A Cause of Joy in Newark: Mother Teresa’s Mission, 42 Years Strong
Only when one gives abundantly with joy, and is joyful, can one become a cause of joy to others.
I am writing a new book on Mother Teresa and recently came across some previously unpublished archival sources.
Reading her letters is always a good spiritual-theological exercise. Letters are a powerful and important source for the theologian and the historian. Her correspondence to both public figures and common people is succinct and straightforward, not verbose — she did not have time to spend on excessive writing.
The letters I am currently researching are written by hand by Mother Teresa, directed to the then-archbishop of Newark, Peter Leo Gerety (1912-2016), who was known for his social justice and anti-war positions and who, during his time as the third archbishop of Newark (1974-1986) consistently gave a voice to the people living on the margins and those suffering either materially or spiritually.
On March 24, 1981, Mother Teresa wrote a letter to Archbishop Gerety as they were preparing a new beginning for the Missionaries of Charity in Newark. The letter begins this way:
Your Grace, Let us thank God for His tender love for us all — for I hope to be able to give you our Sisters to be a cause of joy to your people sometime this year. You must have been praying very hard for this. I hope to be able to bring them in July when I come to the U.S. Before that I could ask the Superior of New York to come to you and arrange together for the foundation. Our sisters’ address is: Sr. M. Priscilla, M.C. Missionaries of Charity, 335 East 145th St., Bronx N.Y. 10451.
Mother wanted her sisters to be a cause of joy to the people of Newark. Joy, although expected of the missionaries, might not have been ranked as the first characteristic or task anticipated to be covered in a letter directed to the archbishop. Instead, one would expect mention of serving the poorest of the poor, running a soup kitchen, serving the unwanted or what society has discarded. However, Mother Teresa focuses on serving in all of these ways, but with one important addition — the service is to be done with great joy.
Her understanding of the theology of joy can be summarized this way: Only when one gives abundantly with joy, and is joyful, can one become a cause of joy to others. Union with God brought joy to Mother. It was a deep-felt spiritual and interior fulfillment, which translated into interior peace. Mother’s joy was real, as one could tell from her gentle touch, broad smile, happy and piercing eyes and radiant face. In her spiritual testament, written hours before her death on Sept. 5, 1997, Mother Teresa speaks of keeping up with being joyful. Hers was a joy rooted in the love of Christ — doing not great, extraordinary works, but rather small, seemingly insignificant, ordinary works of kindness and service, with great love.
Being a cause of joy is also related to Mother’s theology of service. There are two identifying marks of the fourth vow of the Missionaries of Charity: their service is offered wholeheartedly — so there is missionary joy in serving, and the service is gratuitous, offered free of charge to all. The service the Missionaries of Charity were expected to provide in Newark as elsewhere was gratuitous, offered free of charge to all. Someone once told Mother Teresa that not even for a million dollars would they touch a leper. Mother Teresa was very quick to respond:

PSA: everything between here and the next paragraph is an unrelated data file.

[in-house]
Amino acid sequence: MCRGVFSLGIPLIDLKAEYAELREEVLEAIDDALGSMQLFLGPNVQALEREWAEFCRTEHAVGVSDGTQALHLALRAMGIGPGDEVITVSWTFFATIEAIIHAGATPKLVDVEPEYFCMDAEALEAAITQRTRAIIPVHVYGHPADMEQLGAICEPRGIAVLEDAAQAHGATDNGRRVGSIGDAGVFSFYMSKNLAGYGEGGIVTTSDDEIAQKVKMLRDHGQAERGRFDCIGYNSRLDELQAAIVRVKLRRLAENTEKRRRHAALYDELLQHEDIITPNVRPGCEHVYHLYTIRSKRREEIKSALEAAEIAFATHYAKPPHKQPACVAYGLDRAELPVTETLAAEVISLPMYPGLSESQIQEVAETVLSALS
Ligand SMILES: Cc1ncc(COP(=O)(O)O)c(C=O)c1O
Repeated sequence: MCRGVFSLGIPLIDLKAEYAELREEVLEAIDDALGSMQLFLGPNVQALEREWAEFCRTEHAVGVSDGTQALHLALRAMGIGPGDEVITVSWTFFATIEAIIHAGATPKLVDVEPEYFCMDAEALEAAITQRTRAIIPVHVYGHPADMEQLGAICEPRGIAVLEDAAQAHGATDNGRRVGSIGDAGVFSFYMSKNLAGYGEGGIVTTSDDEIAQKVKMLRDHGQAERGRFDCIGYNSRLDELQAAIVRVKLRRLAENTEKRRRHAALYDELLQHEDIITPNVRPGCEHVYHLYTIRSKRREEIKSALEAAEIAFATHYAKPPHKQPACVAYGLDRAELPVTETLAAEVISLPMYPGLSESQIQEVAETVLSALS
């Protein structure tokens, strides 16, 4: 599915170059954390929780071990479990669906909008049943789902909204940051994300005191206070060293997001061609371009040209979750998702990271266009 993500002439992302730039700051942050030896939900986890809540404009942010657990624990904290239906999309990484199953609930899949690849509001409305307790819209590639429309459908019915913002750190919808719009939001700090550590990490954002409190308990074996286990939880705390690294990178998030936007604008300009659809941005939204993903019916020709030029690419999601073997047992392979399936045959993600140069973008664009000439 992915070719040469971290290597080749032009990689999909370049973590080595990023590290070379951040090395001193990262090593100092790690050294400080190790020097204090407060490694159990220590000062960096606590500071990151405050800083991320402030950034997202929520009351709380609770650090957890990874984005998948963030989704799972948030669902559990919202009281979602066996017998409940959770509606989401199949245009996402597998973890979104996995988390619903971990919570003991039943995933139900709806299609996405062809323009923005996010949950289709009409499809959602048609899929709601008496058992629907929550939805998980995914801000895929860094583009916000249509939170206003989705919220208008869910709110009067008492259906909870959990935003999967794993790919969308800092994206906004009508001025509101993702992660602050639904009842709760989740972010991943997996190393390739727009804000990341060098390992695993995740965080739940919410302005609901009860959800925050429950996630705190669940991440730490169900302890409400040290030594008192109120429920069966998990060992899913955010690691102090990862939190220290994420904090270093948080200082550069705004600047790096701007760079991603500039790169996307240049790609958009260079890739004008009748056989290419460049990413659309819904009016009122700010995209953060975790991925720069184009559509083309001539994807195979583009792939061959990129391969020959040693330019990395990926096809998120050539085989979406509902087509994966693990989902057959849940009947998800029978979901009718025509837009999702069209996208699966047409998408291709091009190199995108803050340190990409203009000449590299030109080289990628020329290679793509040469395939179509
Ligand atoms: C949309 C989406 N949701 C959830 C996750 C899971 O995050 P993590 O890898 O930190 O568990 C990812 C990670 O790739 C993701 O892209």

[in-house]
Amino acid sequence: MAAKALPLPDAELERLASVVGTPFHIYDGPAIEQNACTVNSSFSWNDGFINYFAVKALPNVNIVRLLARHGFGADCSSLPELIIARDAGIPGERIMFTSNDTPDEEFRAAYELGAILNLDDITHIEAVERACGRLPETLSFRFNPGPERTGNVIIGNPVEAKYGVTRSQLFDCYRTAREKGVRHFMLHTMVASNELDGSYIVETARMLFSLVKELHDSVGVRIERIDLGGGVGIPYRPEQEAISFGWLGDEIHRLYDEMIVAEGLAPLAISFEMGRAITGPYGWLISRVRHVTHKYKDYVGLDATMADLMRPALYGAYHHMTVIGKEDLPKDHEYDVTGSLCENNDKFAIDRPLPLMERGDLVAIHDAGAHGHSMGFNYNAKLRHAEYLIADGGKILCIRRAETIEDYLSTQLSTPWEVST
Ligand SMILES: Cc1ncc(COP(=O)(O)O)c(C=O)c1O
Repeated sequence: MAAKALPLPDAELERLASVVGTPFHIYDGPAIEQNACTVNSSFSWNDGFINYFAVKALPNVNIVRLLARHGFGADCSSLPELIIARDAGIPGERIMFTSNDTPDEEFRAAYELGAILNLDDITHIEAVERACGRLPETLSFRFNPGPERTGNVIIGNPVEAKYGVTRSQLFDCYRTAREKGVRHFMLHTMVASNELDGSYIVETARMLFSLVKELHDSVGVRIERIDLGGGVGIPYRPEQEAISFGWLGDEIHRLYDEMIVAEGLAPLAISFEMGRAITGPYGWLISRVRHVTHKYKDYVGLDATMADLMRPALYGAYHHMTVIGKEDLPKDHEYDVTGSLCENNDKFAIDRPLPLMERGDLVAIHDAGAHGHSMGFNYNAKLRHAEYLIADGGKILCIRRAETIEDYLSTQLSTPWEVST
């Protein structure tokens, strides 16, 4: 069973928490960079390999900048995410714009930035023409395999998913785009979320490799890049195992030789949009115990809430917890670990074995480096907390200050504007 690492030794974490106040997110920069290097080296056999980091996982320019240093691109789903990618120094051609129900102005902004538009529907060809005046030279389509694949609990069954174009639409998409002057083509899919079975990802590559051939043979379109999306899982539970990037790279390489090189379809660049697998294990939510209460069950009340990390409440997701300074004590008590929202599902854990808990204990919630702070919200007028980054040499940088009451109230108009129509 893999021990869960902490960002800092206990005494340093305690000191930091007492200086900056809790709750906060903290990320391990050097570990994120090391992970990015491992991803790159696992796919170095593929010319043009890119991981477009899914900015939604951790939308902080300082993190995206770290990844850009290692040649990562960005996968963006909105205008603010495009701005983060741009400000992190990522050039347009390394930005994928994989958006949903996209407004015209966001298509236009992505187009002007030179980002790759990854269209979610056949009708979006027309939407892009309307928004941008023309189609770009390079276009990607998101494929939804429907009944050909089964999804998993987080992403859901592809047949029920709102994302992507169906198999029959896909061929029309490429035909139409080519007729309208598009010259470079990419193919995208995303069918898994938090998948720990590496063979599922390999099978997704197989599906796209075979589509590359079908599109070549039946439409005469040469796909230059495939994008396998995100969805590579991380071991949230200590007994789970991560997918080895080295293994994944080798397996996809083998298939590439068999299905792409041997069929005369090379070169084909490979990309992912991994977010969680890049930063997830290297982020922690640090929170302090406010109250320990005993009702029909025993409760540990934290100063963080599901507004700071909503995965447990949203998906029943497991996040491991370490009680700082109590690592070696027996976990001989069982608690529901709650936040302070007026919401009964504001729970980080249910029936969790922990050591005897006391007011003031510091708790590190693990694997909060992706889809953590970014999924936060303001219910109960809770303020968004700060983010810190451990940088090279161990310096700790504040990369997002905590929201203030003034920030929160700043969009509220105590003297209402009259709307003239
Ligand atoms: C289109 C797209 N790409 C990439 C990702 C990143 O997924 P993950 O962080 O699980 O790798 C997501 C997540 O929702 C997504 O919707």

Neither would I. If it were a case of money, I would not even do it for two million. On the other hand, I do it gladly for love of God.
This is Mother Teresa’s sense of joyful serving, which was manifested as a cause of joy to others. Additionally, her response reflects the subversion of the world order, directly challenging systems and structures that would prioritize profit and material possessions over human beings and their inherent dignity.
Mother Teresa also recognized that a joyful person is a prayerful person. She urged people to pray for others generously. She recognized that there is probably a reason why people come to mind during the day: it is likely because we do or do not get along with the people we think of. Mother’s advice is to pray for all people with joy — she emphasizes that this is a way to spread love and how the circles of joy expand.
Mother Teresa closes her short letter to Archbishop Gerety prophetically. She has nothing to offer but her joyful prayers to God for the archbishop and the people of Newark. Her prayer aims high — likeness with Christ, giving up oneself totally to the will of Christ. This is Mother Teresa’s path to holiness:
My gratitude to you is my prayer for you that you may grow in the likeness of Christ and let Him use you without consulting you.
Mother Teresa’s Missionaries of Charity were established in Newark on June 26, 1981, on the Solemnity of the Sacred Heart of Jesus. Archbishop Gerety and the people of Newark welcomed four missionaries in a beautiful ceremony in which Mother Teresa took part. Archbishop Gerety expressed his gratitude to Mother Teresa in a letter dated June 24, 1981, stating:
The archdiocese of Newark, its Bishops, priests, religious and people are overjoyed at your presence among us and at your very great generosity in assigning some of your dear nuns to help us. We all pray that God will bless you and your Sisters many times over for your devotion to Him and to His people.
The Missionaries of Charity are still serving in Newark. It is a 42-year history still in the making. The sisters have indeed been a cause of joy, inviting others to acts of joy.